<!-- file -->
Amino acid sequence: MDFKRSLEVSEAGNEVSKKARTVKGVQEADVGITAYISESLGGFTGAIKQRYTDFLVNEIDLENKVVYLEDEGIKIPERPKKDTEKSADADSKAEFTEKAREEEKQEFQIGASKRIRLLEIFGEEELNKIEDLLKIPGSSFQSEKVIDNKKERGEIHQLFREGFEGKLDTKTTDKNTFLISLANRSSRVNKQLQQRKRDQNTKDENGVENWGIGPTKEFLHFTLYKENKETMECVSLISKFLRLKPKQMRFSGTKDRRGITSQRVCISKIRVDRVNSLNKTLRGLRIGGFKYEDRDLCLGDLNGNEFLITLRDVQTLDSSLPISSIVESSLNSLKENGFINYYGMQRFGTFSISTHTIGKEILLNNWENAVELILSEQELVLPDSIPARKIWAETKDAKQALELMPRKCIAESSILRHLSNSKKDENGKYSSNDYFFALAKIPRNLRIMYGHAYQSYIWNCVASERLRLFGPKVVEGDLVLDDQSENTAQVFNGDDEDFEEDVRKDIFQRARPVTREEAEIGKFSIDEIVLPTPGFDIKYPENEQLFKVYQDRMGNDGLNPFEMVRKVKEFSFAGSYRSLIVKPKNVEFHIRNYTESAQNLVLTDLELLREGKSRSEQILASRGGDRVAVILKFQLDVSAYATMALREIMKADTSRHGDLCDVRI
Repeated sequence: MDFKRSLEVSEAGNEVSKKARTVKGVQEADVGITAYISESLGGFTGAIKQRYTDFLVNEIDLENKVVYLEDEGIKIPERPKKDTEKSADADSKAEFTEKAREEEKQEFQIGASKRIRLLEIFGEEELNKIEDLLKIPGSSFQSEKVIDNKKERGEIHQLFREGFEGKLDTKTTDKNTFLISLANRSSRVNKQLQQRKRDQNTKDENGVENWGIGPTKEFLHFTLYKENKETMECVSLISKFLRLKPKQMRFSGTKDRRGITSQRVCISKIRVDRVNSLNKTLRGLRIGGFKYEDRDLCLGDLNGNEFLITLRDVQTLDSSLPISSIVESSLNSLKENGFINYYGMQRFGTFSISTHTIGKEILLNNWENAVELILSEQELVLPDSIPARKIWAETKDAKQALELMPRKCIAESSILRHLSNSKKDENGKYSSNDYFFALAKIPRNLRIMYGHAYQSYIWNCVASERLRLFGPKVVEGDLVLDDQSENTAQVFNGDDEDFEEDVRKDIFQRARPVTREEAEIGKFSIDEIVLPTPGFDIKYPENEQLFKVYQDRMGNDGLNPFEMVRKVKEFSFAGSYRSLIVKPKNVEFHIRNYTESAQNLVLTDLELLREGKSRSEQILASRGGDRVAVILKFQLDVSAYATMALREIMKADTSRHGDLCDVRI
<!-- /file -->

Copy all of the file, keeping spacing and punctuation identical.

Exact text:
Amino acid sequence: MDFKRSLEVSEAGNEVSKKARTVKGVQEADVGITAYISESLGGFTGAIKQRYTDFLVNEIDLENKVVYLEDEGIKIPERPKKDTEKSADADSKAEFTEKAREEEKQEFQIGASKRIRLLEIFGEEELNKIEDLLKIPGSSFQSEKVIDNKKERGEIHQLFREGFEGKLDTKTTDKNTFLISLANRSSRVNKQLQQRKRDQNTKDENGVENWGIGPTKEFLHFTLYKENKETMECVSLISKFLRLKPKQMRFSGTKDRRGITSQRVCISKIRVDRVNSLNKTLRGLRIGGFKYEDRDLCLGDLNGNEFLITLRDVQTLDSSLPISSIVESSLNSLKENGFINYYGMQRFGTFSISTHTIGKEILLNNWENAVELILSEQELVLPDSIPARKIWAETKDAKQALELMPRKCIAESSILRHLSNSKKDENGKYSSNDYFFALAKIPRNLRIMYGHAYQSYIWNCVASERLRLFGPKVVEGDLVLDDQSENTAQVFNGDDEDFEEDVRKDIFQRARPVTREEAEIGKFSIDEIVLPTPGFDIKYPENEQLFKVYQDRMGNDGLNPFEMVRKVKEFSFAGSYRSLIVKPKNVEFHIRNYTESAQNLVLTDLELLREGKSRSEQILASRGGDRVAVILKFQLDVSAYATMALREIMKADTSRHGDLCDVRI
Repeated sequence: MDFKRSLEVSEAGNEVSKKARTVKGVQEADVGITAYISESLGGFTGAIKQRYTDFLVNEIDLENKVVYLEDEGIKIPERPKKDTEKSADADSKAEFTEKAREEEKQEFQIGASKRIRLLEIFGEEELNKIEDLLKIPGSSFQSEKVIDNKKERGEIHQLFREGFEGKLDTKTTDKNTFLISLANRSSRVNKQLQQRKRDQNTKDENGVENWGIGPTKEFLHFTLYKENKETMECVSLISKFLRLKPKQMRFSGTKDRRGITSQRVCISKIRVDRVNSLNKTLRGLRIGGFKYEDRDLCLGDLNGNEFLITLRDVQTLDSSLPISSIVESSLNSLKENGFINYYGMQRFGTFSISTHTIGKEILLNNWENAVELILSEQELVLPDSIPARKIWAETKDAKQALELMPRKCIAESSILRHLSNSKKDENGKYSSNDYFFALAKIPRNLRIMYGHAYQSYIWNCVASERLRLFGPKVVEGDLVLDDQSENTAQVFNGDDEDFEEDVRKDIFQRARPVTREEAEIGKFSIDEIVLPTPGFDIKYPENEQLFKVYQDRMGNDGLNPFEMVRKVKEFSFAGSYRSLIVKPKNVEFHIRNYTESAQNLVLTDLELLREGKSRSEQILASRGGDRVAVILKFQLDVSAYATMALREIMKADTSRHGDLCDVRI